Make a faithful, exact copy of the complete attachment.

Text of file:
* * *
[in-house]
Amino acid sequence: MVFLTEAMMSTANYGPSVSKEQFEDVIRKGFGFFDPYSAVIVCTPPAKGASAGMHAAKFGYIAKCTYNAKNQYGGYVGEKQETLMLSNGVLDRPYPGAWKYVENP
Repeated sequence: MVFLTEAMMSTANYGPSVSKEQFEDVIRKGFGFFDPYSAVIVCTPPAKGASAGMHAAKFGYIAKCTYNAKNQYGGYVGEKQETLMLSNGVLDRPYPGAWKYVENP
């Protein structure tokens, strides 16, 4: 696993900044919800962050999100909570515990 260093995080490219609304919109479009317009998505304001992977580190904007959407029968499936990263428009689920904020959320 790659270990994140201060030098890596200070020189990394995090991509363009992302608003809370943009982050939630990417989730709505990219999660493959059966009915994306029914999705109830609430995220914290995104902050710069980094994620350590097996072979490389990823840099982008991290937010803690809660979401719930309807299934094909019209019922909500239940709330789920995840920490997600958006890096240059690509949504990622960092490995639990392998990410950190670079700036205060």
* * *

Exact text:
[in-house]
Amino acid sequence: MVFLTEAMMSTANYGPSVSKEQFEDVIRKGFGFFDPYSAVIVCTPPAKGASAGMHAAKFGYIAKCTYNAKNQYGGYVGEKQETLMLSNGVLDRPYPGAWKYVENP
Repeated sequence: MVFLTEAMMSTANYGPSVSKEQFEDVIRKGFGFFDPYSAVIVCTPPAKGASAGMHAAKFGYIAKCTYNAKNQYGGYVGEKQETLMLSNGVLDRPYPGAWKYVENP
């Protein structure tokens, strides 16, 4: 696993900044919800962050999100909570515990 260093995080490219609304919109479009317009998505304001992977580190904007959407029968499936990263428009689920904020959320 790659270990994140201060030098890596200070020189990394995090991509363009992302608003809370943009982050939630990417989730709505990219999660493959059966009915994306029914999705109830609430995220914290995104902050710069980094994620350590097996072979490389990823840099982008991290937010803690809660979401719930309807299934094909019209019922909500239940709330789920995840920490997600958006890096240059690509949504990622960092490995639990392998990410950190670079700036205060």